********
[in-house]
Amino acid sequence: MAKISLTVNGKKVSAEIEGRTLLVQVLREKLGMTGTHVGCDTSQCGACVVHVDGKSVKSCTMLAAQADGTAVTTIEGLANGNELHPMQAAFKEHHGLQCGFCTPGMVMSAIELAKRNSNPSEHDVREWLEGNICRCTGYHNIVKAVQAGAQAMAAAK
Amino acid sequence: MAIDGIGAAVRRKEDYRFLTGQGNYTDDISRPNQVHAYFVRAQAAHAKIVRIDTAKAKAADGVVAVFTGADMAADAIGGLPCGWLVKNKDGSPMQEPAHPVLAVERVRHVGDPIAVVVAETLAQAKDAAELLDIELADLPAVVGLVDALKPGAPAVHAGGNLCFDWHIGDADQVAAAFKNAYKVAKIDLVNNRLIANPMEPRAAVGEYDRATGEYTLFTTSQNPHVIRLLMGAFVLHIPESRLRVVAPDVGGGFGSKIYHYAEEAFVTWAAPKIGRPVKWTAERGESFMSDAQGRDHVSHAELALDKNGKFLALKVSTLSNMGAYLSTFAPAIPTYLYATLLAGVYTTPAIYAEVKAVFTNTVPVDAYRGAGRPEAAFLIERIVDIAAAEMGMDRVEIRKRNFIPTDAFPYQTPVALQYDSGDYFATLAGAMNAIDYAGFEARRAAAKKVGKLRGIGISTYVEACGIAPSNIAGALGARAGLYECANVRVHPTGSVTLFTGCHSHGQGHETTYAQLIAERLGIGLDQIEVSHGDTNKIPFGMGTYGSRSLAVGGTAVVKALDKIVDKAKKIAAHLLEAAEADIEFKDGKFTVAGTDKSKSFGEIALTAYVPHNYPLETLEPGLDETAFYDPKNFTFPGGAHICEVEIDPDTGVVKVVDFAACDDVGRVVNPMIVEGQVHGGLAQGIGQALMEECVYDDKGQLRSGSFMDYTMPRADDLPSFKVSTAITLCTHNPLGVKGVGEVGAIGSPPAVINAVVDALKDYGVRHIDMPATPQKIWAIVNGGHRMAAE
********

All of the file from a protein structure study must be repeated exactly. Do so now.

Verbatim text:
[in-house]
Amino acid sequence: MAKISLTVNGKKVSAEIEGRTLLVQVLREKLGMTGTHVGCDTSQCGACVVHVDGKSVKSCTMLAAQADGTAVTTIEGLANGNELHPMQAAFKEHHGLQCGFCTPGMVMSAIELAKRNSNPSEHDVREWLEGNICRCTGYHNIVKAVQAGAQAMAAAK
Amino acid sequence: MAIDGIGAAVRRKEDYRFLTGQGNYTDDISRPNQVHAYFVRAQAAHAKIVRIDTAKAKAADGVVAVFTGADMAADAIGGLPCGWLVKNKDGSPMQEPAHPVLAVERVRHVGDPIAVVVAETLAQAKDAAELLDIELADLPAVVGLVDALKPGAPAVHAGGNLCFDWHIGDADQVAAAFKNAYKVAKIDLVNNRLIANPMEPRAAVGEYDRATGEYTLFTTSQNPHVIRLLMGAFVLHIPESRLRVVAPDVGGGFGSKIYHYAEEAFVTWAAPKIGRPVKWTAERGESFMSDAQGRDHVSHAELALDKNGKFLALKVSTLSNMGAYLSTFAPAIPTYLYATLLAGVYTTPAIYAEVKAVFTNTVPVDAYRGAGRPEAAFLIERIVDIAAAEMGMDRVEIRKRNFIPTDAFPYQTPVALQYDSGDYFATLAGAMNAIDYAGFEARRAAAKKVGKLRGIGISTYVEACGIAPSNIAGALGARAGLYECANVRVHPTGSVTLFTGCHSHGQGHETTYAQLIAERLGIGLDQIEVSHGDTNKIPFGMGTYGSRSLAVGGTAVVKALDKIVDKAKKIAAHLLEAAEADIEFKDGKFTVAGTDKSKSFGEIALTAYVPHNYPLETLEPGLDETAFYDPKNFTFPGGAHICEVEIDPDTGVVKVVDFAACDDVGRVVNPMIVEGQVHGGLAQGIGQALMEECVYDDKGQLRSGSFMDYTMPRADDLPSFKVSTAITLCTHNPLGVKGVGEVGAIGSPPAVINAVVDALKDYGVRHIDMPATPQKIWAIVNGGHRMAAE